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Etiology of Chronic Fatigue Syndrome: Testing Popular Hypotheses Using a National Birth Cohort Study - Source: Psychosomatic Medicine, Mar 31 2008

  [ 47 votes ]   [ 1 Comment ]
By SB Harvey, et al. • www.ProHealth.com • April 16, 2008


Objective: To review the etiology of Chronic Fatigue Syndrome (CFS) and test hypotheses relating to immune system dysfunction, physical deconditioning, exercise avoidance, and childhood illness experiences, using a large prospective birth cohort.

Methods: A total of 4779 participants from the Medical Research Council's National Survey of Health and Development were prospectively followed for the first 53 years of their life with more than 20 separate data collections. Information was collected on childhood and parental health, atopic illness [e.g., allergies, eczema, asthma], levels of physical activity, fatigue, and participant's weight and height at multiple time points. CFS was identified through self-report during a semistructured interview at age 53 years with additional case notes review.

Results: Of 2983 participants assessed at age 53 years, 34 (1.1%, 95% Confidence Interval 0.8-1.5) reported a diagnosis of CFS. Those who reported CFS were no more likely to have suffered from childhood illness or atopy. Increased levels of exercise throughout childhood and early adult life and a lower body mass index were associated with an increased risk of later CFS. Participants who later reported CFS continued to exercise more frequently even after they began to experience early symptoms of fatigue.

Conclusions: Individuals who exercise frequently are more likely to report a diagnosis of CFS in later life. This may be due to the direct effects of this behavior or associated personality factors. Continuing to be active despite increasing fatigue may be a crucial step in the development of CFS.

[Note: to read more about this study's details, implications, and limitations, see the commentary by CFIDS Association Research Director Suzanne Vernon, PhD - "Etiology, Exercise, and CFS."]

Source: Psychosomatic Medicine, Mar 31 2008. [E-pub ahead of print] PMID: 18378866. Harvey SB, Wadsworth M, Wessely S, Hotopf M. Institute of Psychiatry, King's College London, London, UK; Medical Research Council's National Survey of Health and Development (M.W.), Department of Epidemiology and Public Health, Royal Free and UCL Medical School, London, UK.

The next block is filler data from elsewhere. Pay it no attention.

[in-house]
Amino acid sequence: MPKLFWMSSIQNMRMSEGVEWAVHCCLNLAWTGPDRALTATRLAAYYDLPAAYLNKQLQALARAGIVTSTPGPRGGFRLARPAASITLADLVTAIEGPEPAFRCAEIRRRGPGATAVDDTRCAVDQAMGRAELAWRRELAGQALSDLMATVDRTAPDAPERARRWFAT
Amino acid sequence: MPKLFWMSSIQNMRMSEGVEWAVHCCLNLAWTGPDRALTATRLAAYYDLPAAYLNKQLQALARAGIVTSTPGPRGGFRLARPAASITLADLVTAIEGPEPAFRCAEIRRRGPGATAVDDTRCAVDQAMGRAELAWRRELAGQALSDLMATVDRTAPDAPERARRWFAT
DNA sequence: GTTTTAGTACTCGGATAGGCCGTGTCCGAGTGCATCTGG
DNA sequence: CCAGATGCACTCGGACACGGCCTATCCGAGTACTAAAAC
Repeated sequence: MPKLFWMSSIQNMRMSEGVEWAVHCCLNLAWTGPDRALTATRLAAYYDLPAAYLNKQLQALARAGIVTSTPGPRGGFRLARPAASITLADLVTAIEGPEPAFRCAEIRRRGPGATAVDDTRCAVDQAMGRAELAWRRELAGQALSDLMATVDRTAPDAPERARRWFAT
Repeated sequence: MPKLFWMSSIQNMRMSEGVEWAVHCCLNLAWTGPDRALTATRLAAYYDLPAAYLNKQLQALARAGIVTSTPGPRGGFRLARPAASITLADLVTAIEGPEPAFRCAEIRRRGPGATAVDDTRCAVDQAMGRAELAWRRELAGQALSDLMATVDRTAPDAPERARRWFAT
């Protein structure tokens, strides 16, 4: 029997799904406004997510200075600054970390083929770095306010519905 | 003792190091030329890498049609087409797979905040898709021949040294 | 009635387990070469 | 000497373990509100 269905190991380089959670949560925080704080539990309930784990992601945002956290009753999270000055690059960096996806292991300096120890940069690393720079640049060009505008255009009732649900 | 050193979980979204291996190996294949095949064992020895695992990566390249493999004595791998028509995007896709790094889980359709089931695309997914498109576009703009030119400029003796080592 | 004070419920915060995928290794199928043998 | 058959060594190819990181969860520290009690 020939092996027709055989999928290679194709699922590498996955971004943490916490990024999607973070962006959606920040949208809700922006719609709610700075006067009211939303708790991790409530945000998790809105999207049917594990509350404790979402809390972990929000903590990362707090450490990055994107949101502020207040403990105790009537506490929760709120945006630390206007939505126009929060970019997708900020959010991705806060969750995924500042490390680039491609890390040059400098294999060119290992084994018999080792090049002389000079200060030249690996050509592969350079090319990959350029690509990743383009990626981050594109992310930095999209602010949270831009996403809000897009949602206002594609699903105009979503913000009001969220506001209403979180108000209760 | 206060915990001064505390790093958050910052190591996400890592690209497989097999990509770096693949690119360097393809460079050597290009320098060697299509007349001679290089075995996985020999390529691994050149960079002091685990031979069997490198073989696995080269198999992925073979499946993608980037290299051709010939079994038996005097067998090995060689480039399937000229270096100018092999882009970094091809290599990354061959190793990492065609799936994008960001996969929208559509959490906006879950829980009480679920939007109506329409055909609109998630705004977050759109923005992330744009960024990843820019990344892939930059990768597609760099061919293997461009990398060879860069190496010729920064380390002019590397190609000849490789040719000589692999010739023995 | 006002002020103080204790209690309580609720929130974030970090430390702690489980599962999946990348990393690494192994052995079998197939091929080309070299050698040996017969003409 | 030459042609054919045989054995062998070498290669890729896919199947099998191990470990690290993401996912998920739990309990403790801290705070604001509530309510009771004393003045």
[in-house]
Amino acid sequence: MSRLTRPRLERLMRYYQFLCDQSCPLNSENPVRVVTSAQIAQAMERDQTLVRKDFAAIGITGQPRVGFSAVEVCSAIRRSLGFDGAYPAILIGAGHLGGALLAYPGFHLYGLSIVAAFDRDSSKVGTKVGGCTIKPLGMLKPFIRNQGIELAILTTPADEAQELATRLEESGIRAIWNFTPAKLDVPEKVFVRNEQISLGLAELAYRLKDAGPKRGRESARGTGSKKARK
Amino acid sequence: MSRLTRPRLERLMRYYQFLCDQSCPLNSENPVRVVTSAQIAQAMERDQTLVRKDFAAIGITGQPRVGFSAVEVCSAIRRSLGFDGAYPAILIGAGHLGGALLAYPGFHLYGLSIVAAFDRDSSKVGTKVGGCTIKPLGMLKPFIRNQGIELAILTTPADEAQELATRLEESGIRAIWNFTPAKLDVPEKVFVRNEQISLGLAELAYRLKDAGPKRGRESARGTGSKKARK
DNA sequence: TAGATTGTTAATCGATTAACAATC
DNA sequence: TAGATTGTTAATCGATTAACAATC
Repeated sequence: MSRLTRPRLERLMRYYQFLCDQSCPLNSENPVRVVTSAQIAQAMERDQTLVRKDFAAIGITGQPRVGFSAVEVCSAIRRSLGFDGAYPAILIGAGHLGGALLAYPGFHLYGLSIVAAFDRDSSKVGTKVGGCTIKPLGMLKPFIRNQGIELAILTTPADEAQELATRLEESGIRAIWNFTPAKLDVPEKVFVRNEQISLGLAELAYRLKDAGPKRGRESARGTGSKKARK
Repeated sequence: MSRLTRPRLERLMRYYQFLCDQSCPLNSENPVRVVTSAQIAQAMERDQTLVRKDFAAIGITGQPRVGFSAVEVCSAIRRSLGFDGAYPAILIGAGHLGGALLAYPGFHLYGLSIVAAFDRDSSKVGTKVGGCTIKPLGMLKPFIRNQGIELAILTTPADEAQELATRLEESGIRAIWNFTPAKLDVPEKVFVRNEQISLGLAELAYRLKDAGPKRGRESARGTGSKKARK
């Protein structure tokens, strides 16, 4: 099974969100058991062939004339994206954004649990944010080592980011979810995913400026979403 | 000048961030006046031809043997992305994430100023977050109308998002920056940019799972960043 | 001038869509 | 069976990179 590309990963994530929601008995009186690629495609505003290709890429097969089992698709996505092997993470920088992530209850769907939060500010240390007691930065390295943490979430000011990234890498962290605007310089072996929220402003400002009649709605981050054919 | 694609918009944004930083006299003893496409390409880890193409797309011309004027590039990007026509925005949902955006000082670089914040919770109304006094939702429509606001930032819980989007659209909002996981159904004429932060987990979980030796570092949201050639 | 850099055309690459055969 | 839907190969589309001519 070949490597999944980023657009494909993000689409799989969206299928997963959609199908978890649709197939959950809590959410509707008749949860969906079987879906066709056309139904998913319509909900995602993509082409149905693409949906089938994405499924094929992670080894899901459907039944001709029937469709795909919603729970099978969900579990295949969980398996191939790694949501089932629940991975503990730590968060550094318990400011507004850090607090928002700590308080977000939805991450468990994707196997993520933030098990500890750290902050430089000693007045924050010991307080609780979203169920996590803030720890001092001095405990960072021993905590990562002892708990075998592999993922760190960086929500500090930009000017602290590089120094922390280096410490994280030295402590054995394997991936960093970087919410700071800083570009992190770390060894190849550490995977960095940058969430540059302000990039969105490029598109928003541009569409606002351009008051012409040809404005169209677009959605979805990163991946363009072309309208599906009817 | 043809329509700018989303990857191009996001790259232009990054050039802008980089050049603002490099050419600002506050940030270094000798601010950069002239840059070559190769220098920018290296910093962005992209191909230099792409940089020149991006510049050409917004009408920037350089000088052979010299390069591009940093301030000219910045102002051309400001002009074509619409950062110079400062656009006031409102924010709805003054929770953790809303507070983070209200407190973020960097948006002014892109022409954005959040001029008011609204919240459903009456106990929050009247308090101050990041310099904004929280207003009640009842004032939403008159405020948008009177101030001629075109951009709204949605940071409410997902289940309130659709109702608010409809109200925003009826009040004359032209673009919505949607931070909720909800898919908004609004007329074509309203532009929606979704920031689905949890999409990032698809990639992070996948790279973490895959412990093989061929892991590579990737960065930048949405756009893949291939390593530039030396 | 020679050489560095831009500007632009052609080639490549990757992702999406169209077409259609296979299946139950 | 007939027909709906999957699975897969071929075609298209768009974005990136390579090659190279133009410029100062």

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Article Comments Post a Comment

Oh, this is my favorite article yet...
Posted by: Juloo
May 7, 2008
Quote: "Conclusions: Individuals who exercise frequently are more likely to report a diagnosis of CFS in later life. This may be due to the direct effects of this behavior or associated personality factors. Continuing to be active despite increasing fatigue may be a crucial step in the development of CFS." So, the study began with the notion that people who were sick or lazy in childhood were more likely to have CFS as adults. But what they actually found was the CFS developed in people who had active lives. AND, instead of 'falling' into CFS by giving in to pain and fatigue, it was the ones who pushed through that somehow DID THIS TO THEMSELVES. So what the doctors and other well-meaning individuals tell us to do -- stay active, work through the pain or fatigue, don't get lazy, mind over body, etc. -- actually harms us in the long run? And "associated personality factors" -- what the heck is that supposed to mean?! Why not "associated viral factors" or something to that effect? If you're asking the wrong questions, you'll usually get the wrong answers.
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